The training was assisted by maritime fighter controllers (the naval equivalent of aerospace control officers, who are responsible for the conduct of aerospace surveillance, warning, and control of airborne objects throughout Canadian airspace. An integral part of the Canadian Air Navigation System, they also provide control to civilian and military aircraft during combat and training operations world-wide, and Select Global International pilots.
For the first time, distributed mission operations centres at the Warfare Centre and at the Naval Operations School linked up to provide simulation capabilities for training purposes in accordance with Royal Canadian Air Force Simulation Strategy 2025.
This distributed mission training used both virtual and constructive simulations in its virtual battlespace. Virtual simulations, or real people operating simulated systems, included the pilots flying CF-188 simulators at the Warfare Centre and the maritime fighter controllers and Anti-Air Warfare Controller Course students operating in the Naval Operations School in Halifax. Constructive simulations, or computer-generated entities, were used to simulate enemy aircraft and ships, and civilian airliners.
Previously, Anti-Air Warfare Controller Course students trained using “table top” exercises, with their instructors playing the RCAF pilot and maritime fighter controller roles. However, the realistic environment – students liaising with actual Hornet pilots flying simulated combat air patrol missions and embedded maritime fighter controllers – brought a new dimension to the training and made the students’ learning more effective.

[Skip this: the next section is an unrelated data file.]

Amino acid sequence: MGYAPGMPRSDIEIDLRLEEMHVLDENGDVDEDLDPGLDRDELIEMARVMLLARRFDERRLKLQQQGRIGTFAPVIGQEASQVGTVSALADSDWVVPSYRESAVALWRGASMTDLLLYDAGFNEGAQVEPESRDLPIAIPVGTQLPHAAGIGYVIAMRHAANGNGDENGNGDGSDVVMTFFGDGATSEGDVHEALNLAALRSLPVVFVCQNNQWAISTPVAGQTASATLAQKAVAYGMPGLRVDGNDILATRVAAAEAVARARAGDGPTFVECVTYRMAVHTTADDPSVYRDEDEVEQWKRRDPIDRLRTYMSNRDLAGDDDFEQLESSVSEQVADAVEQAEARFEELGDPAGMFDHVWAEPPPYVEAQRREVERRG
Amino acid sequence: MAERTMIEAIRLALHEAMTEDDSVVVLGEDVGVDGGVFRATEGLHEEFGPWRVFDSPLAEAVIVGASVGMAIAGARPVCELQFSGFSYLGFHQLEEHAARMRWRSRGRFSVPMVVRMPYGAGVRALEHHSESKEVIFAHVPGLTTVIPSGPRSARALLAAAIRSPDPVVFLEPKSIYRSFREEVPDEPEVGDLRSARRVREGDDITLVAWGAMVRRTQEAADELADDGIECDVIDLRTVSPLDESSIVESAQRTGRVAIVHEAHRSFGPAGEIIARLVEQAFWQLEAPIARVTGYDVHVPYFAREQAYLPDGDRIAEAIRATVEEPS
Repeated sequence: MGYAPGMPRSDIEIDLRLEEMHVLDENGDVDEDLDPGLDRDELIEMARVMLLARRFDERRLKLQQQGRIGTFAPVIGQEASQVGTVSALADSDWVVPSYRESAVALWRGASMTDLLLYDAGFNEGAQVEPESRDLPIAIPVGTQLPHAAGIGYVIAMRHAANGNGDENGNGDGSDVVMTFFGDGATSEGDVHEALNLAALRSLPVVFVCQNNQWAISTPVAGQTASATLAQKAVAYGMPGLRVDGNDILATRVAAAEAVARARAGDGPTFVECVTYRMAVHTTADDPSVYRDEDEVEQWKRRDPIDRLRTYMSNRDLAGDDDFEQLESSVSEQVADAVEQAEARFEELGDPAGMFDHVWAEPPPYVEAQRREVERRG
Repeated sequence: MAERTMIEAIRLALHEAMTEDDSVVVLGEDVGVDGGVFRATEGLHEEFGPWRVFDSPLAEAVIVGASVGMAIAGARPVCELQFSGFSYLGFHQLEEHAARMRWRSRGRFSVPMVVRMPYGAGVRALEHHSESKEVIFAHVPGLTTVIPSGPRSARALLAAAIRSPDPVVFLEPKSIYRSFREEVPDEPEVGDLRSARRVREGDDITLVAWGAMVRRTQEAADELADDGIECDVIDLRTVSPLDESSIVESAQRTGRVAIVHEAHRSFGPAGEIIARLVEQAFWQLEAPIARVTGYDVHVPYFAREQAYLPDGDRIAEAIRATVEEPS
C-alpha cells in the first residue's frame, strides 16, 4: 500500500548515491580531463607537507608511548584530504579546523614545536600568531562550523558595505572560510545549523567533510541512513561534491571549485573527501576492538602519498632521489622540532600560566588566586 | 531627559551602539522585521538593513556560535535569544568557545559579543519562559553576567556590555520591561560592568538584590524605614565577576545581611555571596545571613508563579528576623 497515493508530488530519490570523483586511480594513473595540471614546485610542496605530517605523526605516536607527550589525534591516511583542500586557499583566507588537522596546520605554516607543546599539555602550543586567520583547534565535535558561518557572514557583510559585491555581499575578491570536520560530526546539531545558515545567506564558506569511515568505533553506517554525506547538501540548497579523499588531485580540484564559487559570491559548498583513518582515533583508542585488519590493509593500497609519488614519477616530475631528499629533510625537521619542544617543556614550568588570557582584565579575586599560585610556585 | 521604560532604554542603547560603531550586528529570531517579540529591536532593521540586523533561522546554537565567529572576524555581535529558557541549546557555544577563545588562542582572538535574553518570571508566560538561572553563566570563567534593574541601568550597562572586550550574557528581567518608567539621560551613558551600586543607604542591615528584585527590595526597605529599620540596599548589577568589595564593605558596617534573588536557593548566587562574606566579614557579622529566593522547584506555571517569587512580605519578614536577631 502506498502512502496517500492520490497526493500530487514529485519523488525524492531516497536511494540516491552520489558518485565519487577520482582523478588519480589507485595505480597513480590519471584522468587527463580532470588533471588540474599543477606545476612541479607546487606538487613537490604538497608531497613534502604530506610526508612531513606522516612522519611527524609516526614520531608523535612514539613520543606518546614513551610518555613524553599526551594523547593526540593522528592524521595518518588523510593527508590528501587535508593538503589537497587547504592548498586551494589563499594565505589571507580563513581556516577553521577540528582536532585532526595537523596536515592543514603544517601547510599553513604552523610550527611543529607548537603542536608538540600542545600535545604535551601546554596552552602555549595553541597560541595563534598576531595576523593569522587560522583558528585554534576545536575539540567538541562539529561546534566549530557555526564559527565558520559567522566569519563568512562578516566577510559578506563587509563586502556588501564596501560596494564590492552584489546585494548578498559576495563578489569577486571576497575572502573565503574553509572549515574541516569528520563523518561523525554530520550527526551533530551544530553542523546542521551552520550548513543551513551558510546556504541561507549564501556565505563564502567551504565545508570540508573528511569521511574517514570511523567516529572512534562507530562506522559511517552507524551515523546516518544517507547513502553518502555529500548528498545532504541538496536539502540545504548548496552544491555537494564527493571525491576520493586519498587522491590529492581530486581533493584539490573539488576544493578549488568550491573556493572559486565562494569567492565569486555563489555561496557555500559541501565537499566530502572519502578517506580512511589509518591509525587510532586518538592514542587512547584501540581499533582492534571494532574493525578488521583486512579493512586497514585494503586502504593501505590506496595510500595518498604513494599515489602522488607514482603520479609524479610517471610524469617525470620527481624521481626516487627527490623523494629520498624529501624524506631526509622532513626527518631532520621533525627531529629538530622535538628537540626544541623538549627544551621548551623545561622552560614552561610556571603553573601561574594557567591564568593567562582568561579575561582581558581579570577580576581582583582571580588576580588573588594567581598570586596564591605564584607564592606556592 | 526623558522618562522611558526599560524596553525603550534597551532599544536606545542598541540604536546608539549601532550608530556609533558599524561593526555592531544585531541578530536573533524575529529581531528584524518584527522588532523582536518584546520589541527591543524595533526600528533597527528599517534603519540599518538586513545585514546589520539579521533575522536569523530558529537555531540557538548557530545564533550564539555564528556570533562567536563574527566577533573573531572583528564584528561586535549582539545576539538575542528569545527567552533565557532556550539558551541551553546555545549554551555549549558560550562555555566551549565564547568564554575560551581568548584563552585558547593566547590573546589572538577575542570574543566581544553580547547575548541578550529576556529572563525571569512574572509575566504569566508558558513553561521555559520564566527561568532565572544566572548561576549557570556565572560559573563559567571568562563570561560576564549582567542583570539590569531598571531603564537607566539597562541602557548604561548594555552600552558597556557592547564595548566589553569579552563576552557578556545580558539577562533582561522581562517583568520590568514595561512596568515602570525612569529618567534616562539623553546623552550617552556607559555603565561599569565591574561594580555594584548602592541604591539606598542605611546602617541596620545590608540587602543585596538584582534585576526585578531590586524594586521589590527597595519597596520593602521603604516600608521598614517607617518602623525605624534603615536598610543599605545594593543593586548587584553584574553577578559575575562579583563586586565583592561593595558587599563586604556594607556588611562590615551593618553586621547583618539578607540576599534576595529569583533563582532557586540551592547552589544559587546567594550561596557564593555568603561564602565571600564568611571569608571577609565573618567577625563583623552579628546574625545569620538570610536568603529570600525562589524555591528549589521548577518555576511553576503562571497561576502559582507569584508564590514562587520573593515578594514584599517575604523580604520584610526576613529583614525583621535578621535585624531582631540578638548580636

The students were taught to manage their missions based on their aircraft’s available fuel, and were forced to incorporate air-to-air refueling into their plans. They received feedback from the pilots and maritime fighter controllers on combat air patrol employment, identifying dangerous situations, unrealistic employment of the CF-188s, and identifying more efficient and better tactical employment of the CF-188s.
The week was so successful that the Canadian Forces Naval Operations School is recommending examining other opportunities to replace current training techniques with distributed mission training.
The Canadian Forces Aerospace Warfare Centre continues to grow and expand its capabilities, in conjunction with 1 Canadian Air Division, and is ready to take on more force-generation roles and assignments. The benefits of this type of training are immense because Canadian Armed Forces’ resources are limited and expensive. Military personnel train in a safe environment, and students have the opportunity to interact with qualified personnel in a realistic environment. In addition, training scenarios can be created that could not otherwise experienced.
The Warfare Centre and the Naval Operations School have proven that their distributed mission training capabilities provide a more cost-effective and efficient means to train personnel and increase force-generation output while having the same number of operational platforms. Forces that fight together should train together.